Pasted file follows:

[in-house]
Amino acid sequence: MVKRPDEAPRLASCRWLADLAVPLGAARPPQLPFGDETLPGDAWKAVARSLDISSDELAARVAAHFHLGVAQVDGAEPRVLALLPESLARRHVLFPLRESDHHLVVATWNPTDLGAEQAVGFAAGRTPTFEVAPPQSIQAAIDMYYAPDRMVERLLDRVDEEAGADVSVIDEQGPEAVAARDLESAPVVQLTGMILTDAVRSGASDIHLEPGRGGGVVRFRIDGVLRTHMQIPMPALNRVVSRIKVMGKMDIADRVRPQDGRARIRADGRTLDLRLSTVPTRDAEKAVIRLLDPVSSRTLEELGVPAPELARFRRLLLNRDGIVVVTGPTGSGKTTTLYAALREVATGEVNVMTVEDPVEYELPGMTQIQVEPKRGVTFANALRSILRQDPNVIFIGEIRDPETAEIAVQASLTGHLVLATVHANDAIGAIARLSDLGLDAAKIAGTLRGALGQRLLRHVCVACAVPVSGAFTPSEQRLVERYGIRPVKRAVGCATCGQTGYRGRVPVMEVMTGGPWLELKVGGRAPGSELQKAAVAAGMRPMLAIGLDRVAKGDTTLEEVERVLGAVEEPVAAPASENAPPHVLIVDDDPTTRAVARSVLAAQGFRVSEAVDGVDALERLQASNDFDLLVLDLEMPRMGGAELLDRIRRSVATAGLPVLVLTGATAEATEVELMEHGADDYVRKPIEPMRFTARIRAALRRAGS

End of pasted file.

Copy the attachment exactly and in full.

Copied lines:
[in-house]
Amino acid sequence: MVKRPDEAPRLASCRWLADLAVPLGAARPPQLPFGDETLPGDAWKAVARSLDISSDELAARVAAHFHLGVAQVDGAEPRVLALLPESLARRHVLFPLRESDHHLVVATWNPTDLGAEQAVGFAAGRTPTFEVAPPQSIQAAIDMYYAPDRMVERLLDRVDEEAGADVSVIDEQGPEAVAARDLESAPVVQLTGMILTDAVRSGASDIHLEPGRGGGVVRFRIDGVLRTHMQIPMPALNRVVSRIKVMGKMDIADRVRPQDGRARIRADGRTLDLRLSTVPTRDAEKAVIRLLDPVSSRTLEELGVPAPELARFRRLLLNRDGIVVVTGPTGSGKTTTLYAALREVATGEVNVMTVEDPVEYELPGMTQIQVEPKRGVTFANALRSILRQDPNVIFIGEIRDPETAEIAVQASLTGHLVLATVHANDAIGAIARLSDLGLDAAKIAGTLRGALGQRLLRHVCVACAVPVSGAFTPSEQRLVERYGIRPVKRAVGCATCGQTGYRGRVPVMEVMTGGPWLELKVGGRAPGSELQKAAVAAGMRPMLAIGLDRVAKGDTTLEEVERVLGAVEEPVAAPASENAPPHVLIVDDDPTTRAVARSVLAAQGFRVSEAVDGVDALERLQASNDFDLLVLDLEMPRMGGAELLDRIRRSVATAGLPVLVLTGATAEATEVELMEHGADDYVRKPIEPMRFTARIRAALRRAGS